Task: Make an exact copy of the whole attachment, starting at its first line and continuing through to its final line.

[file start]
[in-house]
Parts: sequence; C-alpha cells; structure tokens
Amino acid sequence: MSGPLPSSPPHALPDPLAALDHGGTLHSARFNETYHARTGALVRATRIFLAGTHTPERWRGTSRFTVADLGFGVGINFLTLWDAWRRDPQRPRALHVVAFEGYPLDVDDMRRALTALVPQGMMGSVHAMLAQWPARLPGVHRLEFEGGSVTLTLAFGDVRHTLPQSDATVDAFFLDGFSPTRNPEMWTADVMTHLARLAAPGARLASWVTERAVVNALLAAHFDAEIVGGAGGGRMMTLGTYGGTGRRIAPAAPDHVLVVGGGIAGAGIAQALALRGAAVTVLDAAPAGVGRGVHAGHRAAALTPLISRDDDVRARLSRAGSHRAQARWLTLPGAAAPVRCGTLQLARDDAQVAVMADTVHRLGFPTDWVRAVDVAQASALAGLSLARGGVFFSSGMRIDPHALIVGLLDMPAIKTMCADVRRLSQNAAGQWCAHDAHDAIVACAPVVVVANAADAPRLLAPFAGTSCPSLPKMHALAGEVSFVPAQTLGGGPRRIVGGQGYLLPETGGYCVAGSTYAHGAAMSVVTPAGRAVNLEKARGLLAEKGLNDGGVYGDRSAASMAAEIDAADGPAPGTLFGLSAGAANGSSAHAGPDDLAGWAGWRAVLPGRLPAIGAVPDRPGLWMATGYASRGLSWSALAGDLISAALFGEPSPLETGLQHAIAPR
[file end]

[in-house]
Parts: sequence; C-alpha cells; structure tokens
Amino acid sequence: MSGPLPSSPPHALPDPLAALDHGGTLHSARFNETYHARTGALVRATRIFLAGTHTPERWRGTSRFTVADLGFGVGINFLTLWDAWRRDPQRPRALHVVAFEGYPLDVDDMRRALTALVPQGMMGSVHAMLAQWPARLPGVHRLEFEGGSVTLTLAFGDVRHTLPQSDATVDAFFLDGFSPTRNPEMWTADVMTHLARLAAPGARLASWVTERAVVNALLAAHFDAEIVGGAGGGRMMTLGTYGGTGRRIAPAAPDHVLVVGGGIAGAGIAQALALRGAAVTVLDAAPAGVGRGVHAGHRAAALTPLISRDDDVRARLSRAGSHRAQARWLTLPGAAAPVRCGTLQLARDDAQVAVMADTVHRLGFPTDWVRAVDVAQASALAGLSLARGGVFFSSGMRIDPHALIVGLLDMPAIKTMCADVRRLSQNAAGQWCAHDAHDAIVACAPVVVVANAADAPRLLAPFAGTSCPSLPKMHALAGEVSFVPAQTLGGGPRRIVGGQGYLLPETGGYCVAGSTYAHGAAMSVVTPAGRAVNLEKARGLLAEKGLNDGGVYGDRSAASMAAEIDAADGPAPGTLFGLSAGAANGSSAHAGPDDLAGWAGWRAVLPGRLPAIGAVPDRPGLWMATGYASRGLSWSALAGDLISAALFGEPSPLETGLQHAIAPR